NBAA welcomed an announcement last week by Santa Monica, Calif. city officials that they would not contest a federal court’s ruling that the city could not ban “Category C and D” aircraft from Santa Monica Airport. This brings to an end a three-year battle over such operations at the airport. “The city’s decision…clears the way for representatives from industry, the airport and the local community to refocus on effective ways to address all stakeholders’ concerns,” noted NBAA president and CEO Ed Bolen. The council’s announcement follows a January 21 ruling by the U.S. Court of Appeals in favor of an FAA decision that the city’s most recent attempt to ban the aircraft amounted to “unjust and unreasonable” discrimination and violated the terms of a grant agreement for accepting federal funds for the airport. The controversy dates to 2008, when Santa Monica city officials adopted a ban against the Category C and D jets at SMO on alleged safety grounds. The FAA immediately challenged the move and later ruled that the airport did not have the authority to impose the ban. The matter ended up in the Court of Appeals after Santa Monica officials filed an appeal in 2009. NBAA and AOPA then submitted a “friend of the court” filing that supported the FAA’s position.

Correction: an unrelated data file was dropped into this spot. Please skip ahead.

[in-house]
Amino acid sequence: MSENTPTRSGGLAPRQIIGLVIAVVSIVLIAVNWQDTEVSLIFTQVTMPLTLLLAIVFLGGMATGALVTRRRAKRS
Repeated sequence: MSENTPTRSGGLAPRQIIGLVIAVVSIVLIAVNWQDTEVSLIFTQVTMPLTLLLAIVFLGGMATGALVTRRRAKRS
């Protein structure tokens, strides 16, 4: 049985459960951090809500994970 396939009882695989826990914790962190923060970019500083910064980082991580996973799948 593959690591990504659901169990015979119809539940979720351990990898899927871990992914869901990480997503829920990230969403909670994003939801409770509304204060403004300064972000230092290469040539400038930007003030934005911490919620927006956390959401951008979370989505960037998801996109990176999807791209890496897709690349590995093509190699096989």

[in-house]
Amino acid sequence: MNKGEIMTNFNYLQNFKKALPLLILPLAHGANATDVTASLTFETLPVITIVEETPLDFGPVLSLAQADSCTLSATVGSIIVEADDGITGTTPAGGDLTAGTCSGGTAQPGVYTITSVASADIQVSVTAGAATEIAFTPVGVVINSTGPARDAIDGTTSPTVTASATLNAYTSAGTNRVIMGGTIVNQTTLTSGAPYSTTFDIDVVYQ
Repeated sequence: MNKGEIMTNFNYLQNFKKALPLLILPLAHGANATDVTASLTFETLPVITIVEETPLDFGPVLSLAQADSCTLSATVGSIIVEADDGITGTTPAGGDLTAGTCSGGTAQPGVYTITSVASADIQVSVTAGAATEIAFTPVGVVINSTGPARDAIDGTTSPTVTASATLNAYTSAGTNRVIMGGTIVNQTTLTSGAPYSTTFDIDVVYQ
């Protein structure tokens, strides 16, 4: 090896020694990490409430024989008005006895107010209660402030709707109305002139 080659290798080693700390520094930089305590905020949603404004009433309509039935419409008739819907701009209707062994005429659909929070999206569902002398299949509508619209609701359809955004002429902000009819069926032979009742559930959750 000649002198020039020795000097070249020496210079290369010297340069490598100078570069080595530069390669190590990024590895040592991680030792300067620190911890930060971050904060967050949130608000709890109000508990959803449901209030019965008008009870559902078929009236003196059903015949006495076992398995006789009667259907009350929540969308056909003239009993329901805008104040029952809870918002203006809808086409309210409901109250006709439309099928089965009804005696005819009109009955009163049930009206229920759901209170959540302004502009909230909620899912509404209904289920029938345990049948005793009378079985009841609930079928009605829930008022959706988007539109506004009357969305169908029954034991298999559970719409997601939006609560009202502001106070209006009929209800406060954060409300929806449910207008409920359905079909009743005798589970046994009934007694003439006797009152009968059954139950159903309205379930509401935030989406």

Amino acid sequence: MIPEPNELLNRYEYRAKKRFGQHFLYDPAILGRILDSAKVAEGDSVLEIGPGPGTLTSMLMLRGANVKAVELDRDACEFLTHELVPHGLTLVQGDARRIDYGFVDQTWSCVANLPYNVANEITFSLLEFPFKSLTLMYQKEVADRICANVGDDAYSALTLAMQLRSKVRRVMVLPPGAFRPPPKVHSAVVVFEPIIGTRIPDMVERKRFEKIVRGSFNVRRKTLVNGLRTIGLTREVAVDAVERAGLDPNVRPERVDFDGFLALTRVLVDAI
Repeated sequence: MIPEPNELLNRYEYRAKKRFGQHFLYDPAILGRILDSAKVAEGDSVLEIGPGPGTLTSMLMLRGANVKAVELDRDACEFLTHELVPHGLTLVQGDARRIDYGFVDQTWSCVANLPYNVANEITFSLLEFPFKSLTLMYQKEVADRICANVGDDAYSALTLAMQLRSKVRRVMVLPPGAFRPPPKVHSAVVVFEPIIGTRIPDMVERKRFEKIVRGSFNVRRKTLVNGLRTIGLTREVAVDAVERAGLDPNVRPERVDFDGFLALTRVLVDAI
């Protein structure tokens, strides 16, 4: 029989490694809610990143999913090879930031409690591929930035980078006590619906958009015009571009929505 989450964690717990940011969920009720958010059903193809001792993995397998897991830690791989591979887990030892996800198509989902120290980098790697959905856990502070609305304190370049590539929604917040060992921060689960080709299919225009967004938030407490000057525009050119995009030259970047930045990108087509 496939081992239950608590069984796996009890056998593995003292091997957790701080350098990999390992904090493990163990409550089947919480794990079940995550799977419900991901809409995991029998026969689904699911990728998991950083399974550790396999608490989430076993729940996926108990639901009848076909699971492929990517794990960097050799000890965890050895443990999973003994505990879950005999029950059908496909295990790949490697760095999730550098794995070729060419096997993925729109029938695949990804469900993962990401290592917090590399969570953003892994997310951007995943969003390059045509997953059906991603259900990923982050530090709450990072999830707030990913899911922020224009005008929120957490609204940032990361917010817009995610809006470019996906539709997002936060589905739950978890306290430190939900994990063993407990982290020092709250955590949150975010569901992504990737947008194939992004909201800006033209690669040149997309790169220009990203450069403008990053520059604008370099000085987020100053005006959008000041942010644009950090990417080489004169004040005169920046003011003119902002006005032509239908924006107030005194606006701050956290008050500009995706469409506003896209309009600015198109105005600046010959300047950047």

Santa Monica Drops Efforts To Ban Large Aircraft at SMO
- June 7, 2011, 10:23 AM